Getting the piles into position was not a simple task. Volker worked with consultant Tony Gee to develop a temporary works access platform from which the piles could be driven safely 2.18m in front of the existing quay wall. “The platform allowed six piles to be driven in each phase of work and allows site staff access to connect the sections safely, but also helps to guide the piles into position,” says Thomas.

Each of the piles had to be positioned within 75mm of the design position and verticality has to be within 5%.

But driving the piles was also something of a challenge on more than one count. “The ground conditions at Southampton were dense sand and clays of the Earnley Sands and Wittering Formations, with SPTs of up to 95 in places and values in the 50s common,” says Thomas. “These ground conditions present most driven piles with a challenge, but with residential developments nearby we also had to work under strict noise limits that complicated things further.

“Steel driven piles were the only option because the rest of the port was still in use, so we had to find a solution to meet the noise and geotechnical limits.”

The noise limit was set at 71d(B)A and then this noise level was only permitted between 8am and 6pm Monday to Friday and 9am to 1pm on Saturdays, so using a larger hammer was not possible. The result was the use of an 55t S-280 IHC Hydrohammer fitted with a noise-reducing shroud to drive the piles to full depth once vibro techniques have failed.

“Mostly we only needed to use the IHC hammer for the last 17m,” says Thomas. “The shroud has reduced the noise levels to the mid-60s, whereas it would be nearer mid-70s without.”

“These ground conditions present most driven piles with a challenge but with residential developments nearby we also had to work under strict noise limits”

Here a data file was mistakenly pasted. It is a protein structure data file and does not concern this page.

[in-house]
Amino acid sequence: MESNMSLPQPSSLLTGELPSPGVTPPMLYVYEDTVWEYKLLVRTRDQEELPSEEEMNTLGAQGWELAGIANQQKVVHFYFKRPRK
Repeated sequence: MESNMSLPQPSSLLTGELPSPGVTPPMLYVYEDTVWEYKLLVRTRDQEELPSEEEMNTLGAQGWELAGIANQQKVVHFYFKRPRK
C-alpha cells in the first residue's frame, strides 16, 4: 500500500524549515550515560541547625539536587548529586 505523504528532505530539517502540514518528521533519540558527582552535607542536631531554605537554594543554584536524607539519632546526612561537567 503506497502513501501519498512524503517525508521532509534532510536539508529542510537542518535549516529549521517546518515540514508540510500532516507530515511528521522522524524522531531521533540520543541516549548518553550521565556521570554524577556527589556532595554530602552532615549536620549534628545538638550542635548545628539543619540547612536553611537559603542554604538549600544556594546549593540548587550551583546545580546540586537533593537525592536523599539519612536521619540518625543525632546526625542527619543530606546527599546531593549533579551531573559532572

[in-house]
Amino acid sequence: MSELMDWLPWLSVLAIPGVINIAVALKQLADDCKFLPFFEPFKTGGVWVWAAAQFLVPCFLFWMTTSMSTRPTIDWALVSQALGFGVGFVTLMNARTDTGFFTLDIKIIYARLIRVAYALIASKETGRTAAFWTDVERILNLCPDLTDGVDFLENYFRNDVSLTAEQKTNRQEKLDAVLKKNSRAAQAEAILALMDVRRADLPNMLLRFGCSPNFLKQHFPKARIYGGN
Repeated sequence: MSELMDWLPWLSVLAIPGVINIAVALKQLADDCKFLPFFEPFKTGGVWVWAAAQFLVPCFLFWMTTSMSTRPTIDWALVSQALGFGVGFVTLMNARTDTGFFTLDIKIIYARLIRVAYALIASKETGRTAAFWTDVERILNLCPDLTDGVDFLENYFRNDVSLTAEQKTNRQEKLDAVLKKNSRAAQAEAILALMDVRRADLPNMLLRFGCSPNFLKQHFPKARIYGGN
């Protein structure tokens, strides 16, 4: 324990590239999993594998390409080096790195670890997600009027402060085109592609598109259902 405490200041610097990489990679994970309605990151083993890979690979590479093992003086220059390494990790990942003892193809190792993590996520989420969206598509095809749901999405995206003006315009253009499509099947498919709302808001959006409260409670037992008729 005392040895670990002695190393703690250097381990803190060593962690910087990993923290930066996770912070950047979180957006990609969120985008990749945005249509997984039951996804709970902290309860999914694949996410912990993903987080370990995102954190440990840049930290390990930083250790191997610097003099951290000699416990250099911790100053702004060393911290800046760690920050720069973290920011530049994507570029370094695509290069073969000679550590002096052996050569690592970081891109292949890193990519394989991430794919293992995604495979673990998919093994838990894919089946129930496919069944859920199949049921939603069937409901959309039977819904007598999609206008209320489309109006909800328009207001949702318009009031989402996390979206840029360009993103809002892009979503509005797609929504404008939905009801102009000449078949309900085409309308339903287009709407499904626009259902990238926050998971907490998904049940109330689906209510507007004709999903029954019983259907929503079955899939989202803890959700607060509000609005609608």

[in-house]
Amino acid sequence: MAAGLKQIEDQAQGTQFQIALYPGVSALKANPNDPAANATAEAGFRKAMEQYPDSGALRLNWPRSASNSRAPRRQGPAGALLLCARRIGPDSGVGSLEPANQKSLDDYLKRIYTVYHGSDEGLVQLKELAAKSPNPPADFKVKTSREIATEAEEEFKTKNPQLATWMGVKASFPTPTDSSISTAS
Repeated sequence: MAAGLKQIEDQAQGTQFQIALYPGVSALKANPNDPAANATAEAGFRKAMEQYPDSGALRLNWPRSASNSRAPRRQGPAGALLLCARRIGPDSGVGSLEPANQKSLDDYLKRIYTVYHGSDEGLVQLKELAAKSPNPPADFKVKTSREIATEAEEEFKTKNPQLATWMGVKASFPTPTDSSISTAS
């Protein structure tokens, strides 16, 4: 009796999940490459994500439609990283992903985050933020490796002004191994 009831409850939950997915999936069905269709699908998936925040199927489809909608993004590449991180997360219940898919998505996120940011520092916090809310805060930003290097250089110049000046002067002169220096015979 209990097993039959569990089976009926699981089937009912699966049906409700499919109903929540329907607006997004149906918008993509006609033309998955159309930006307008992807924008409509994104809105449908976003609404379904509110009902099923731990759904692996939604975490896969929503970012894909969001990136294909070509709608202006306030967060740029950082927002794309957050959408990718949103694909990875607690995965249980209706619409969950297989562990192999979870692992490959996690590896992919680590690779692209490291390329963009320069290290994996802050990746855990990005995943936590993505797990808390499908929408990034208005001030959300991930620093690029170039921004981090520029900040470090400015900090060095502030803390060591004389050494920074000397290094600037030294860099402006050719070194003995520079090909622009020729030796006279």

Chris Thomas, Volker Ground Engineering

The piles were also fitted with a cutting shoe following some in-depth pile driving analysis by Volker. Each set of six piles, supported by the temporary structure, are driven in a set order to avoid over-densifying the sands during installation. “It took around three days to drive each set of six tubular piles,” says Thomas. “But much of that time was taken up by positioning the temporary platform and ensuring pile verticality.”

Now Volker Ground Engineering has completed its piling work, Volker Stevin will soon be starting work on installing the tie rods. Pairs of 250mm diameter, 40m long tie rods will connect each tubular pile to the rear sheet piled wall.

Southampton

Close to the edge: The combi wall is formed from 1.8m diameter piles infilled with sheet piles

“We need to demolish the upper part of the existing quay wall and remove the concrete slabs before we can construct the new concrete capping beam in order to tie the rods into the quay wall,” says Volker Stevin project manager Steve Garrigan.

In total 100,000m3 of bulk excavation will also be needed below the existing 140mm thick concrete slabs to enable drainage and ducts for lighting to be built but most of the excavated material will be reprocessed onsite for reuse. The recompacted sub base will be built to highway specifications before a 400mm thick concrete ground bearing slab paving is constructed on top to cope with the higher capacity cranes.

“One of the main concerns was the piling work, so I am relieved that everything has gone smoothly,” says Garrigan. “However, the next couple of months are also key to successful completion of the project. ABP’s new cranes are due to be delivered to site in October and space is needed to store and commission them, so there are constant reminders that the end date for the work is a fixed date on the calendar.”

Readers' comments (1)

  • Barry Walton

    The life jacket does not to look to have crotch straps, essential for stopping a slip through at recovery from the water using the jacket strap.

    Unsuitable or offensive? Report this comment

Have your say

You must sign in to make a comment

Please remember that the submission of any material is governed by our Terms and Conditions and by submitting material you confirm your agreement to these Terms and Conditions. Please note comments made online may also be published in the print edition of New Civil Engineer. Links may be included in your comments but HTML is not permitted.